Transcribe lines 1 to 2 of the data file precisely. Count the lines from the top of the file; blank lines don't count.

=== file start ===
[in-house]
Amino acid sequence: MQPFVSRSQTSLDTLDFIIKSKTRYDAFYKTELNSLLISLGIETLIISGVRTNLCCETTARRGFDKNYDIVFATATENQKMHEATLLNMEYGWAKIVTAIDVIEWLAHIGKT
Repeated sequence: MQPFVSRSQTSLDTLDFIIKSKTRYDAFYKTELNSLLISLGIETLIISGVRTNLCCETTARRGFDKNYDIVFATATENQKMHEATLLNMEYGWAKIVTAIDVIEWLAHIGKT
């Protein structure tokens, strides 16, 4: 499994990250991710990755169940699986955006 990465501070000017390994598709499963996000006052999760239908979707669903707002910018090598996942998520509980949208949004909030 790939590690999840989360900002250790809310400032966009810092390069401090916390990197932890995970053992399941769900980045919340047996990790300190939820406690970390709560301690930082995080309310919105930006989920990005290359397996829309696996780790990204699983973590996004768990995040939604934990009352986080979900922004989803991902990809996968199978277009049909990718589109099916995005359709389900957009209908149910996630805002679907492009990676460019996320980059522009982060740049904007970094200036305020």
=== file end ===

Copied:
[in-house]
Amino acid sequence: MQPFVSRSQTSLDTLDFIIKSKTRYDAFYKTELNSLLISLGIETLIISGVRTNLCCETTARRGFDKNYDIVFATATENQKMHEATLLNMEYGWAKIVTAIDVIEWLAHIGKT